Bank CEO Uses Bailout Money To Purchase Luxury Condo In Florida

September 4, 2013  |  

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And people wonder why CEOs get such a bad rap…

A corrupt former bank CEO, Darryl Lane Woods, unlawfully used government bailout cash—for Mainstreet Bank—to purchase his own luxury suite, which overlooks the ocean, in Florida, Business Insider reports.

Back in 2008, Woods, was head of the Missouri-based bank when he applied for the Troubled Asset Relief Program (TARP). The following year, in January, his bank obtained $1,037,000. Only a month later, in February 2009, Woods used about 37 percent of the cash ($381,487) to buy his waterfront condo in Fort Myers, Fl.

Woods’ fradulent use of Mainstreet Bank’s bailout money is exactly what TARP detractors’ feared when the program launched four years ago: “One big criticism of the $700 billion TARP program since it began in October [of 2009] is the general lack of understanding of how the program is being run and where the money is going,” Forbes added. “The government designed it to kick start the credit markets by getting banks to lend again, but evidence from the regulators themselves shows banks have been hoarding cash, guarding capital and tightening lending.”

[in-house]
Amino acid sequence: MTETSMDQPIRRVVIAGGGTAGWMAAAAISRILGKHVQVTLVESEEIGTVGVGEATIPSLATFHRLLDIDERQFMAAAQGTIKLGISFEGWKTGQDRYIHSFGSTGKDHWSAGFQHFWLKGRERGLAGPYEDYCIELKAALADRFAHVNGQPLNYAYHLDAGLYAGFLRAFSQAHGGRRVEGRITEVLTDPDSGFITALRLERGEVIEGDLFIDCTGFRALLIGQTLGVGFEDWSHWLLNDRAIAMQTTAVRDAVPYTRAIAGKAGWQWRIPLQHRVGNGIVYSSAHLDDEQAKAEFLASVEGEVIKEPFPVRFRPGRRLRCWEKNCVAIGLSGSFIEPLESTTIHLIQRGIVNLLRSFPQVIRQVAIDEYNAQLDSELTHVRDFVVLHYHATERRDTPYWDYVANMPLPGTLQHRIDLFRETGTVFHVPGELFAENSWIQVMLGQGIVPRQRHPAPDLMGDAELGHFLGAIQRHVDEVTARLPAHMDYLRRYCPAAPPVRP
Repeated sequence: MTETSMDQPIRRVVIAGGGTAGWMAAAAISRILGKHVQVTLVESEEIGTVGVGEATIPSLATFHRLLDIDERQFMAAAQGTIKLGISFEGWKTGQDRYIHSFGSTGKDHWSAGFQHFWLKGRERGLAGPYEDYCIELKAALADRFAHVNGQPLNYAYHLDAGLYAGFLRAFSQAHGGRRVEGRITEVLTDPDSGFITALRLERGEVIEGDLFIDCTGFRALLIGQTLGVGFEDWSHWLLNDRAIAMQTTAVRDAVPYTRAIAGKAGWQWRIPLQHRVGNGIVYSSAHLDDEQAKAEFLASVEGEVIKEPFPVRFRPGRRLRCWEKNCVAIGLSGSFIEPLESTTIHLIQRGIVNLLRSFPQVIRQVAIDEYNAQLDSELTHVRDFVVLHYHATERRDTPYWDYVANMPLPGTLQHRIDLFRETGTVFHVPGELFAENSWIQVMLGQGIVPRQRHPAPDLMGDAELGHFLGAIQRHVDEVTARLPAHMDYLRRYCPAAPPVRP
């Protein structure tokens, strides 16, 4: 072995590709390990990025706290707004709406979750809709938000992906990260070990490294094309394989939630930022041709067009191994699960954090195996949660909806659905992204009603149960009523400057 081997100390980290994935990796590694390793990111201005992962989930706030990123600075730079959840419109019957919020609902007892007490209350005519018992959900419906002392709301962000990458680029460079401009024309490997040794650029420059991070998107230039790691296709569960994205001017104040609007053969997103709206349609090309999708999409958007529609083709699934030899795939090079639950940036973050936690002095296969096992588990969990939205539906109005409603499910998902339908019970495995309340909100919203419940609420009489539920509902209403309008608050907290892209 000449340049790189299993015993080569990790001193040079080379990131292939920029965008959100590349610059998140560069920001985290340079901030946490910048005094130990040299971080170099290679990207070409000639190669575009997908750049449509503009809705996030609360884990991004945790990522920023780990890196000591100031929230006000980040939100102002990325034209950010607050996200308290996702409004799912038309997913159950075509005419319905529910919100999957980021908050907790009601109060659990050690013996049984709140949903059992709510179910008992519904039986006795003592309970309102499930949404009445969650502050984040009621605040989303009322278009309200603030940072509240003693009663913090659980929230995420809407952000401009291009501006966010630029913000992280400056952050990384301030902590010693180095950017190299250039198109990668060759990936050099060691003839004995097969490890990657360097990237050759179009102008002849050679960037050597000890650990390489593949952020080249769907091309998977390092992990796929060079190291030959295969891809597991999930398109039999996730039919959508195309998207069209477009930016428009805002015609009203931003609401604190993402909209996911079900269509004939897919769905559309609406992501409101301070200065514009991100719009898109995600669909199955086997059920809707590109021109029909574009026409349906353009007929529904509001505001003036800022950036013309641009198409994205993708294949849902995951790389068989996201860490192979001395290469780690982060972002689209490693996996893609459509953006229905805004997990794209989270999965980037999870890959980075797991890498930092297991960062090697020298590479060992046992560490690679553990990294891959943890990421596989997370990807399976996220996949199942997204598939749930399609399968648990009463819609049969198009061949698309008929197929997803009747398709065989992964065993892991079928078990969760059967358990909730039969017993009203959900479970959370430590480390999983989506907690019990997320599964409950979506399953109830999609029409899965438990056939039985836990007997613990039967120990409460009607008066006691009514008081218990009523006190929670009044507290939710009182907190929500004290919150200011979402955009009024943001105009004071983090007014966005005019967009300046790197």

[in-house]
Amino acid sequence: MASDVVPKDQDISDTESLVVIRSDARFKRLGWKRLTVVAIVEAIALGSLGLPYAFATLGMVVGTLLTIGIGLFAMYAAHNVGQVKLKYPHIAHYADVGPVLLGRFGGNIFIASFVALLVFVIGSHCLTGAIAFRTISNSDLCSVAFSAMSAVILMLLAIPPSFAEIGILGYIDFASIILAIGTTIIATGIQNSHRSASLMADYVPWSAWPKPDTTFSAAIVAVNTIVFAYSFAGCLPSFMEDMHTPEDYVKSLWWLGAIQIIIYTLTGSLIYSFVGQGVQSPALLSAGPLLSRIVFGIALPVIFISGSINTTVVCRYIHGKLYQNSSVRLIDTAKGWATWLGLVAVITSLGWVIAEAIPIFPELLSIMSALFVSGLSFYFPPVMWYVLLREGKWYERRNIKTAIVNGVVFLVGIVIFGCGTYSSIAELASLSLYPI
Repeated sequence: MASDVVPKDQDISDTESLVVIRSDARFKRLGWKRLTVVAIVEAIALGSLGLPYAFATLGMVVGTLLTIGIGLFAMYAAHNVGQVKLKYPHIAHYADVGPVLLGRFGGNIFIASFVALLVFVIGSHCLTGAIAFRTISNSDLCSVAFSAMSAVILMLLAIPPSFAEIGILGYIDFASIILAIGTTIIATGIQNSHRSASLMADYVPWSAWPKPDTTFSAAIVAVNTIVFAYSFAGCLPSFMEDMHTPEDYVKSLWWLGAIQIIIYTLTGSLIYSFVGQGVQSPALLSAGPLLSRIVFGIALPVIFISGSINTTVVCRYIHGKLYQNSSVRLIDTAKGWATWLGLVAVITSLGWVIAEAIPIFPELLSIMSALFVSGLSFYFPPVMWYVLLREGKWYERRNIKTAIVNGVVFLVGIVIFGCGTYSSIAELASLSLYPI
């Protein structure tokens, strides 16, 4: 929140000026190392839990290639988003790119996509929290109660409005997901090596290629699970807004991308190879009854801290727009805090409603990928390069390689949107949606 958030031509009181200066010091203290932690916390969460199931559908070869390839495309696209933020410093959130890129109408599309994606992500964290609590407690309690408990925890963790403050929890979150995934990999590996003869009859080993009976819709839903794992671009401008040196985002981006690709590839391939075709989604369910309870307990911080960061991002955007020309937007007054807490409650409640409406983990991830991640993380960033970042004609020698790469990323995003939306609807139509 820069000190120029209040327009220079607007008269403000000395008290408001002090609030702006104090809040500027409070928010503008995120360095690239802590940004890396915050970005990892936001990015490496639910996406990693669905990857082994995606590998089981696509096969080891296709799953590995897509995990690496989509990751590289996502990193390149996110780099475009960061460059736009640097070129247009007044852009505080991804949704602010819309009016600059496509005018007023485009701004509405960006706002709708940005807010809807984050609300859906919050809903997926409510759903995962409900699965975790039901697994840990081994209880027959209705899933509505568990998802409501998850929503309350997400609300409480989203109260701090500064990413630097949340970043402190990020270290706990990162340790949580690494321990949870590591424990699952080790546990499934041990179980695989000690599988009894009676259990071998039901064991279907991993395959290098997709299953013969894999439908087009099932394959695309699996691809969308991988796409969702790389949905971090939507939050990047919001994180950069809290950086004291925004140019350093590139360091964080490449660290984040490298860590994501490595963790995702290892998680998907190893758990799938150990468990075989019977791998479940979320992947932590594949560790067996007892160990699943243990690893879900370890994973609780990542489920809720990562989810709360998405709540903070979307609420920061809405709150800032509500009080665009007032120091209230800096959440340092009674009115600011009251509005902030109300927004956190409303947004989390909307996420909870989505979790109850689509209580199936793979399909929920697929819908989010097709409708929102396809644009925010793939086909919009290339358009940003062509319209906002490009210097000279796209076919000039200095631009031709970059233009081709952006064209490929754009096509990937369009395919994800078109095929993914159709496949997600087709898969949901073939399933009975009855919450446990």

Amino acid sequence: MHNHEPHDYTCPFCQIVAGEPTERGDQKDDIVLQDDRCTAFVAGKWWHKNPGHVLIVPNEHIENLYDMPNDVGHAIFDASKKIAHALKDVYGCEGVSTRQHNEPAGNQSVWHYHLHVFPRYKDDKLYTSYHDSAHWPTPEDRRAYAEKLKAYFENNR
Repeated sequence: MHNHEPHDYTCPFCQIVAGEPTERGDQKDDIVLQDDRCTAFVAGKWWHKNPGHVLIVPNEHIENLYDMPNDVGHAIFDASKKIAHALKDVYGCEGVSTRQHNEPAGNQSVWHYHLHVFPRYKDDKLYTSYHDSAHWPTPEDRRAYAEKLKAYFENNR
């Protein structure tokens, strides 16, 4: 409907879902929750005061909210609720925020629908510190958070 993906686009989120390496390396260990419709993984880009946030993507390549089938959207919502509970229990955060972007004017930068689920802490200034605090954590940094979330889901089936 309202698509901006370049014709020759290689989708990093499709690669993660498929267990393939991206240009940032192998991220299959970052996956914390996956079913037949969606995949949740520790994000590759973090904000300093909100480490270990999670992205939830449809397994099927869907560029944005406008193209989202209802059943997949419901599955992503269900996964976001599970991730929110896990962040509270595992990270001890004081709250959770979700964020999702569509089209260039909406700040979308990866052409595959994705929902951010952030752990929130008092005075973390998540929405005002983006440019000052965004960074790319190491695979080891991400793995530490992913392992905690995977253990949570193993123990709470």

With the government often refraining from asking what these banks plan to do with their bailout money (aka our tax dollars), Forbes rightly predicted that the government assistance program leaves the door open for fraud.

Fast-forward to 2013, and although Woods is certainly not the only one to misuse TARP, bailout critics are beginning to see their speculations unfold.

Tammy Dickinson, the U.S. Attorney for the Western District of Missouri, announced that Woods pleaded guilty in court on Wednesday. Here’s what she had to say:

At a time when many other Americans were losing their homes, he was siphoning off public funds to buy a luxury vacation condo in Florida. These federal funds were intended to help stabilize the economy during a fiscal crisis. Instead, this disgraced business leader took advantage of the situation to benefit himself and other bank executives, then lied to federal investigators in an attempt to hide his scheme

The former CEO can no longer work in the bank industry. He faces one year in prison, without parole, with a $100,000 fine.

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